Yves Saint Laurent had quite a life. At 21 years old he succeeded Christian Dior as the lead designer for the House of Dior. Which all sounds a bit trivial, doesn't it? But perhaps you don't know about the french and their fashion. They take it VERY seriously. Dior's death in 1957 at the age of 52 was a national tragedy. Normal people, not just fashion enthusiasts, weeped in mourning. Thing is, fashion is beyond clothes; it's fine art. And for France, fashion is one of its finest achievements and most robust exports. It's a point of pride, and that's only one of the lessons learned in the newest documentary about his life, and the life he shared with his lover and business partner, Pierre Bergé. This film is primarily about Bergé and his sale of their collected art works after Laurent's death in 2008. And what a collection it was.
There's a lot to enjoy here. First, not only is Bergé an amazing interview subject, but he was also there with Laurent through the darkest of times. Only fitting, then, that they met at Dior's funeral. Mr. Laurent successfully led Dior for a few years before mandatory military service got the better of him. He didn't last, and what happened to him as he got dismissed from his military service was a source of pain and darkness for the designer for the rest of his life. He was tortured, basically, electroshocked and fired from Dior. Somehow, in that moment with Bergé by his side, Laurent decided to launch his own eponymous couture house. Good thing, too, because his line and his fashion would go on to be groundbreaking, inspiring and unbelievably successful.
It was the success that allowed Bergé and Laurent to purchase multiple homes, as much art as their hearts desired, and beautiful, beautiful things to populate those gorgeous houses in Morocco and Normandy. In fact, it's the slow panoramic tours of these houses, accompanied by a subtly superb original score by Côme Aguiar, that truly take the viewer captive. You cannot help but try to take in every nook and cranny of their amazing estates with awe and amazement. Perhaps the emphasis on these breathtaking interiors is meant to show how truly damaged Laurent was. He was depressed, he drank, and he was miserable except for those two moments a year when he was met with standing ovations after his collections walked the runway. In this regard, he wasn't unlike the countless other fine artists who drove themselves mad with the pursuit of actualizing beauty.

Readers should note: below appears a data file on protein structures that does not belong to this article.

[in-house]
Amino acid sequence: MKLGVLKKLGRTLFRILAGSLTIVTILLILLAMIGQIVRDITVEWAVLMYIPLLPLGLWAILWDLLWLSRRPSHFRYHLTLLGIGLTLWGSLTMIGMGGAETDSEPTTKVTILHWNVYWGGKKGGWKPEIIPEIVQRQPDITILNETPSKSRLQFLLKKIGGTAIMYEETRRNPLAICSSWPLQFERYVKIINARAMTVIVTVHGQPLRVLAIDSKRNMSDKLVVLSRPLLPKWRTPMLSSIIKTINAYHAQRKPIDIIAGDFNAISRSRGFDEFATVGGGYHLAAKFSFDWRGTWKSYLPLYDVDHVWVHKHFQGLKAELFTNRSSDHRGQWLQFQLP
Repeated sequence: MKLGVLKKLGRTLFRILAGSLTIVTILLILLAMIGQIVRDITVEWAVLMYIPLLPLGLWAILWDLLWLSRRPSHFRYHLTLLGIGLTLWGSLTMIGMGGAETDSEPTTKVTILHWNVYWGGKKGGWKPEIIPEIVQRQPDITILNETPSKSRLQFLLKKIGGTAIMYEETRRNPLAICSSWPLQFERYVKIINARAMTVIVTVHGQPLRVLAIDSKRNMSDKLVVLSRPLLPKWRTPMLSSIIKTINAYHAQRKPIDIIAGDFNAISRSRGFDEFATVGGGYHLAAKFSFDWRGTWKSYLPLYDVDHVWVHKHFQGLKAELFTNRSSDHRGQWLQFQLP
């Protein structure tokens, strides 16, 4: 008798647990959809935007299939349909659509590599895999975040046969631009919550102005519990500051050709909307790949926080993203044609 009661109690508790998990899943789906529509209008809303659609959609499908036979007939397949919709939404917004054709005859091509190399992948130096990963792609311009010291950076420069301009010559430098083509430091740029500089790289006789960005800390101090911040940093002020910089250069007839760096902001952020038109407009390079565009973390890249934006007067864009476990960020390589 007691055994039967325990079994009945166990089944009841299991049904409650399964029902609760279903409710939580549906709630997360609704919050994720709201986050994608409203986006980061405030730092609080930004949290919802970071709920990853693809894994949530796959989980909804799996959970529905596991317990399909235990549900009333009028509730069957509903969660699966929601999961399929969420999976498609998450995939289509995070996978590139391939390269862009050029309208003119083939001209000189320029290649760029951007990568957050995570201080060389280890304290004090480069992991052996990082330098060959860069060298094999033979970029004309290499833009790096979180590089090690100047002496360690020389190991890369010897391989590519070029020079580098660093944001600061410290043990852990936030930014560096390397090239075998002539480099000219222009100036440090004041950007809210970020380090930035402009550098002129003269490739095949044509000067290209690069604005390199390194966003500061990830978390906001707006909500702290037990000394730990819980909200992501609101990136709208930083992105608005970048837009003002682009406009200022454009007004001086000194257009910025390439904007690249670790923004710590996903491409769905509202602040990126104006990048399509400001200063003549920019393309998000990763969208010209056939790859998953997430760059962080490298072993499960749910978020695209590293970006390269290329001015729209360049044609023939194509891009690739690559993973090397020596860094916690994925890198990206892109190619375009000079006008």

Laurent was a ferocious consumer of art forms of all kind: he admired Proust emphatically, he idolized Mondrian and was friends with Warhol, he sought solace in books and cherished his art objects almost to a fault. However, the collection lost its meaning after his death. The Bergé-initiated auction of their massive collection netted hundreds and hundreds of millions. Proceeds are said to go to a new AIDS-related organization. One of the most rewarding aspects of this film is how deftly, tastefully and profoundly Bergé and Laurent's love is treated. In fact, their love was so casually accepted and acknowledged in France, over the past fifty years, that Laurent's brilliance overshadowed the fact that he was gay. Imagining an American cultural treasure akin to Laurent, whose homosexuality would've paved the way for decades of acceptance, is hard (if not impossible) to imagine. While the possibilities of art, love, and politics are appropriately addressed in this film, it's also an ecstatic visual experience. The beauty is extraordinary.